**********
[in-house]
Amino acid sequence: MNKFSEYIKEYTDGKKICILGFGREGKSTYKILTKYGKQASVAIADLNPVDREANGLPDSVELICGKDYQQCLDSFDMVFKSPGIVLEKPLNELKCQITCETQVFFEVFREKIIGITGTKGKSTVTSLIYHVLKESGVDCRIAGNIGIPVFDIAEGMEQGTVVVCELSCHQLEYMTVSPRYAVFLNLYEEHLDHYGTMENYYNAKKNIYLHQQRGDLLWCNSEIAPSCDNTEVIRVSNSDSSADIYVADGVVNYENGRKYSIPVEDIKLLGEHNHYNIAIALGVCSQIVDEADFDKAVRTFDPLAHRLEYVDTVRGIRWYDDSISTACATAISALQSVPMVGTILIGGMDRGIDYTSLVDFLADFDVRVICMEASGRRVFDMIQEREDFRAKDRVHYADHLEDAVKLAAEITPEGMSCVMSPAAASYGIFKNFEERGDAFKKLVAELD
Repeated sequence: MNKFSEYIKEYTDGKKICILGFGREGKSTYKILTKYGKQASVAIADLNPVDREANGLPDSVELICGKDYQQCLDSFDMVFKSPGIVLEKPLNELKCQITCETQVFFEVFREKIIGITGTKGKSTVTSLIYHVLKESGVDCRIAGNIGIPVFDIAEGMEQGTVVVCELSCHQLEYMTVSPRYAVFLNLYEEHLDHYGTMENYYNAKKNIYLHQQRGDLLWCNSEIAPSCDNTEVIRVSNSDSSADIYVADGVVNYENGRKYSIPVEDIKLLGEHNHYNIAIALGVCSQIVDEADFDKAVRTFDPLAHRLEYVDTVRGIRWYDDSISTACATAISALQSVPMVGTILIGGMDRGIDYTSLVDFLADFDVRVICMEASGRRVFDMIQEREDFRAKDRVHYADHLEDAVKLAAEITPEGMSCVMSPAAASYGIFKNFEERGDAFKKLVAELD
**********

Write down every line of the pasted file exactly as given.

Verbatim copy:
[in-house]
Amino acid sequence: MNKFSEYIKEYTDGKKICILGFGREGKSTYKILTKYGKQASVAIADLNPVDREANGLPDSVELICGKDYQQCLDSFDMVFKSPGIVLEKPLNELKCQITCETQVFFEVFREKIIGITGTKGKSTVTSLIYHVLKESGVDCRIAGNIGIPVFDIAEGMEQGTVVVCELSCHQLEYMTVSPRYAVFLNLYEEHLDHYGTMENYYNAKKNIYLHQQRGDLLWCNSEIAPSCDNTEVIRVSNSDSSADIYVADGVVNYENGRKYSIPVEDIKLLGEHNHYNIAIALGVCSQIVDEADFDKAVRTFDPLAHRLEYVDTVRGIRWYDDSISTACATAISALQSVPMVGTILIGGMDRGIDYTSLVDFLADFDVRVICMEASGRRVFDMIQEREDFRAKDRVHYADHLEDAVKLAAEITPEGMSCVMSPAAASYGIFKNFEERGDAFKKLVAELD
Repeated sequence: MNKFSEYIKEYTDGKKICILGFGREGKSTYKILTKYGKQASVAIADLNPVDREANGLPDSVELICGKDYQQCLDSFDMVFKSPGIVLEKPLNELKCQITCETQVFFEVFREKIIGITGTKGKSTVTSLIYHVLKESGVDCRIAGNIGIPVFDIAEGMEQGTVVVCELSCHQLEYMTVSPRYAVFLNLYEEHLDHYGTMENYYNAKKNIYLHQQRGDLLWCNSEIAPSCDNTEVIRVSNSDSSADIYVADGVVNYENGRKYSIPVEDIKLLGEHNHYNIAIALGVCSQIVDEADFDKAVRTFDPLAHRLEYVDTVRGIRWYDDSISTACATAISALQSVPMVGTILIGGMDRGIDYTSLVDFLADFDVRVICMEASGRRVFDMIQEREDFRAKDRVHYADHLEDAVKLAAEITPEGMSCVMSPAAASYGIFKNFEERGDAFKKLVAELD